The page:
Everybody can find some food for thought here: from the graduate student to the most hardened researcher. This book is full of physical insights and is highly recommended."
—Belén Gavela, Professor of Theoretical Physics at Universidad Autónoma de Madrid and IFT
"This is an excellent treatise written with the authority of scientists that have made ground-breaking contributions to our understanding of high energy physics. The book covers a vast amount of material, including the basics of quantum field theory, gauge theories and their applications to the Standard Model (or Theory) of particle physics, in addition to an exploration of its potential extensions. Following the discovery of the Higgs particle, it is welcome to have a complete discussion on the basic theoretical aspects of the most fundamental theory we know so far. Based on a set of lectures given by the authors over the years, this book is very pedagogic and well structured. The path integral formalism is used throughout the book, and its simple presentation and excellent balance between concepts and calculational tools makes it an ideal textbook for an upper division undergraduate courses, though it will also prove useful as an excellent text for PhD students and professional physicists working in a variety of different fields."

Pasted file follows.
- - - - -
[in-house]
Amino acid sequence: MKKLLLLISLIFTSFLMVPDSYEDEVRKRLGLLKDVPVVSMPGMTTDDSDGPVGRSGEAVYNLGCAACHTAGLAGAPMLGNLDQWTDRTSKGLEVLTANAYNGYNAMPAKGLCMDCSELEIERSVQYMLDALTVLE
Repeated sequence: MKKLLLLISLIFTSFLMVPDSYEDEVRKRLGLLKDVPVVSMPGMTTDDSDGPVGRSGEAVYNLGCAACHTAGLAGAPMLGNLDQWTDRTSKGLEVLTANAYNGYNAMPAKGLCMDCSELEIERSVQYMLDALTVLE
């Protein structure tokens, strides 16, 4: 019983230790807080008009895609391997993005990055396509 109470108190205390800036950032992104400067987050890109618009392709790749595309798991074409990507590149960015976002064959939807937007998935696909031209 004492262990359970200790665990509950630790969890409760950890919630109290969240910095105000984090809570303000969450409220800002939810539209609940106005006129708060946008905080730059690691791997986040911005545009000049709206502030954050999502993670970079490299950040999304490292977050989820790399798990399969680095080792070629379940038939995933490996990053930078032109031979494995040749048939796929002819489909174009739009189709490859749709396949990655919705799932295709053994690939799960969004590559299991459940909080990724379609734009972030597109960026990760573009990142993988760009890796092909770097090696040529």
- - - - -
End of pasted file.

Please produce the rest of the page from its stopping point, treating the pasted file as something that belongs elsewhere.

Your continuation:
—Fernando Quevedo, Director ICTP, Trieste, Italy, and Professor of Theoretical Physics, DAMTP, University of Cambridge